Culture, not bars: seeking an urban healing lodge for Indigenous women
Prisoner rehabilitation: it’s often referred to as a system set up to fail. Only it seems to fail some much more than others.
An ongoing issue that’s only growing, Indigenous women are filling up Canada’s prisons. But once released, many of these women are left to face a harsh reality.
“Basically, they’re dropped off in Toronto and there’s no real transition,” says Patti Pettigrew, a caseworker at Aboriginal Legal Services (ALS), an agency serving the city’s Indigenous community. “It’s not addressing their needs, so they find themselves re-offending.”
Pettigrew has seen a high number of Indigenous women end up in Toronto after serving their sentences. Most come from the Grand Valley Institution for Women, a federal prison based in Kitchener, Ontario.
But Pettigrew says the statistics and outcomes point to the need to make more options available to these women. At close to 32 per cent of all incarcerated females, Indigenous women have been deemed the country’s fastest growing prison population — an 85.7 per cent increase over the past decade.
Having spent a little over a year in Grand Valley, Mary Ann Villeneuve says she saw firsthand this spike in Indigenous incarceration. At the time she was locked up for a violent crime back in 2010, Villeneuve says there were just 12 Indigenous women at Grand Valley, including the ‘max unit.’
By the time she got out in fall 2011, the member of the Nipissing First Nation (near North Bay, Ontario) says “that number grew to sixty” in the minimum/medium security area.
Founded to help women such as Villeneuve, the Toronto Aboriginal Social Services Council (TASSC) has an ambitious vision for their future — to build an urban healing lodge for federally-sentenced Indigenous women. The ‘Thunder Woman Healing Lodge‘ would include Indigenous values and traditions, with a focus on education.
“The real desire for it has to do with the work that we do everyday, and the people we see every day and the families and community that is affected everyday,” says Christa Big Canoe, legal advisory director at ALS, one of TASSC’s ten member organizations. “A number of [these women] live in cities and that’s where they found themselves having issues with the law to start with.”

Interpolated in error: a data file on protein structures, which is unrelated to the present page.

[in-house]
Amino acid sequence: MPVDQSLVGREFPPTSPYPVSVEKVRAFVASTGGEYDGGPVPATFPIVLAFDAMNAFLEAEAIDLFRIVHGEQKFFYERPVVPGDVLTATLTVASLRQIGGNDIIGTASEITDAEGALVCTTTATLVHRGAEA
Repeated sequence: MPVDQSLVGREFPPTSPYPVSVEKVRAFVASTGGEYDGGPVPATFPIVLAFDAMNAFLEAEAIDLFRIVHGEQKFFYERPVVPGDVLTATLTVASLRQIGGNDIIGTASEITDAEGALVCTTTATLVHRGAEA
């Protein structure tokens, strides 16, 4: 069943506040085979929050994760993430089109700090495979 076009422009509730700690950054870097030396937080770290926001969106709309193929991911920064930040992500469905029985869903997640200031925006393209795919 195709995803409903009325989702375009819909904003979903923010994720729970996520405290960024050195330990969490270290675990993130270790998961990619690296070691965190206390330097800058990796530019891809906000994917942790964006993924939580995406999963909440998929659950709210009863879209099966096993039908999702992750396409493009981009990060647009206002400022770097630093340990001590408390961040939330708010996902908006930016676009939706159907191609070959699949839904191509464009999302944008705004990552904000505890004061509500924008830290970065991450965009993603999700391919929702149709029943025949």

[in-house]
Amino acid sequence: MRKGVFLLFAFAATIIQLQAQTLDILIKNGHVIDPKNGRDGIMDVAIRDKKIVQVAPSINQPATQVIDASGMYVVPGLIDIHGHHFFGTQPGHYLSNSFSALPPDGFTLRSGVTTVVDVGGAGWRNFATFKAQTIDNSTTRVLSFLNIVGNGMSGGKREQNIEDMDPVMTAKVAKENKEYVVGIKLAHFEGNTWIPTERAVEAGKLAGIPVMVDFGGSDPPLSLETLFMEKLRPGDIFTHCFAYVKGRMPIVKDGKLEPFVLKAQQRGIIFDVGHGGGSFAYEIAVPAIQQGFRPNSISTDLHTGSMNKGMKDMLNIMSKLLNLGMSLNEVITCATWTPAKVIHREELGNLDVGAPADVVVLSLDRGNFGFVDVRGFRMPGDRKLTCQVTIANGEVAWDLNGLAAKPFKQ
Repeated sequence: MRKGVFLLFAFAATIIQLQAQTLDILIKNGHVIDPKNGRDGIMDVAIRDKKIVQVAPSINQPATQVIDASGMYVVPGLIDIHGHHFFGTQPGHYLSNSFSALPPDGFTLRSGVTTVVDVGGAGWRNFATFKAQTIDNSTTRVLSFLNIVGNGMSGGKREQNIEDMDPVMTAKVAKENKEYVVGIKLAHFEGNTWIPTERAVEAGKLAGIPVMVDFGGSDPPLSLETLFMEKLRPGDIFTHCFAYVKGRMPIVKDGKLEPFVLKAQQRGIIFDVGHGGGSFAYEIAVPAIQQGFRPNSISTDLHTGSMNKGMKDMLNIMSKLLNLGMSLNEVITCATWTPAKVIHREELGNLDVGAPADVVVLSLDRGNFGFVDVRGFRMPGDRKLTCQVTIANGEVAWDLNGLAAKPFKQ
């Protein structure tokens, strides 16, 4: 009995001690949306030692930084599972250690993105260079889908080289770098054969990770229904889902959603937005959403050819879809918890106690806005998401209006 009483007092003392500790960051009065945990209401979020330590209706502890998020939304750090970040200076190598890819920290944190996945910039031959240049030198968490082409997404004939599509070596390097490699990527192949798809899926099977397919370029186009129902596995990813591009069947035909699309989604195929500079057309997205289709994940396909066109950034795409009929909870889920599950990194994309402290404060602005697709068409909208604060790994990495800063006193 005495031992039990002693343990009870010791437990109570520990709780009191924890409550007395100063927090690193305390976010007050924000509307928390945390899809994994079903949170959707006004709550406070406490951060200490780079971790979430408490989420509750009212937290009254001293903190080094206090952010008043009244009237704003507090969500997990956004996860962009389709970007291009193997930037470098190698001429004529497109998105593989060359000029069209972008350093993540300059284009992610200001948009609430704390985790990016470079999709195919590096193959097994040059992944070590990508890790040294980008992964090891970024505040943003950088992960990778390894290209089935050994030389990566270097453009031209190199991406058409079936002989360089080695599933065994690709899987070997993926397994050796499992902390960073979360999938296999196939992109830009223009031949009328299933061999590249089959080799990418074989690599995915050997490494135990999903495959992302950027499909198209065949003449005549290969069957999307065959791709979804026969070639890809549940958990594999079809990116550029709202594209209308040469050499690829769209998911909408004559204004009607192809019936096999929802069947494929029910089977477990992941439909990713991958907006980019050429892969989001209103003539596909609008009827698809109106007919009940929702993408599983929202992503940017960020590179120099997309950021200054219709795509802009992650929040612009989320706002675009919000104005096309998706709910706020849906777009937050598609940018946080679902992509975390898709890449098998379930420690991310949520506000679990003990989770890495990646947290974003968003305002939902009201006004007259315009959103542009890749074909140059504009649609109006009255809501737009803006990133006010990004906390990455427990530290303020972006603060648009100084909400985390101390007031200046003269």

Paul McKenzie, director of investigations at the Office of the Correctional Investigator (OCI), an ombudsman for federally-sentenced prisoners, made this trend clear in Spirit Matters, a report released earlier this year.
“What we found is that 70 per cent of Aboriginal released offenders do not return to a First Nation community, but often go to an urban setting,” says McKenzie. “One of our recommendations was to start looking at urban communities.”
Thunder Woman Healing Lodge would fall under section 81 of the Corrections and Conditional Release Act (CCRA), allowing the transfer and custody of an Indigenous offender into a community rather than a CSC institution.
Section 84, another provision designed to address the over-representation of Indigenous offenders, allows them to be returned and released to their community.
Currently, there are a total of eight lodges in the country: four managed by First Nation community organizations, four by CSC. However, only one is a “section 81” meant for Indigenous women: Buffalo Sage Wellness House in Edmonton, managed by the Native Counselling Services of Alberta.
Allen Benson, CEO for the agency, said it took the organization one year to get Buffalo Sage up and running. “It was a real effort to make it happen,” says Benson. “There is definitely a need for healing lodges, especially for women.”
Paul McKenzie agrees. “Whatever programs the government looks at or wants to look at in terms of supporting or addressing their needs, I think are important and worthy of study and consideration,” says McKenzie.
For Villeneuve, she remembers how hard it was to attend a sweat lodge ceremony during her parole. “I had to fight with CSC hand over fist to get what I wanted,” says Villeneuve.
“This is something sacred: we look at this differently than how they look at their laws. That’s where that divider is,” adds Villeneuve.
In Spirit Matters, the OCI asserted that CSC is failing to meet its legislative obligations under sections 81 and 84.
According to the report, despite 3,500 Indigenous inmates, only sixty-eight “section 81” beds were available, with not one of those beds set up in all of BC, Ontario, Atlantic or the North. There has also been no further work on new section 81 facilities since 2001, despite the growing number of Indigenous offenders.
Where they do exist, Indigenous-controlled lodges face both underfunding and salary/benefit disparities compared to their CSC counterparts.
Working together, the Doctor’s Lions Club of Toronto and TASSC are spearheading several fund-raising events to hire a project manager to begin the research process. It is their goal to apply for a Lion’s Club matching grant of $75,000 next year. As well, the team currently has an Indiegogo campaign, and a benefit concert is also in the works.
Despite the challenges, Patti Pettigrew is determined: “There’ll be people who just don’t agree with the whole concept,” says Pettigrew. “But it has to happen.”
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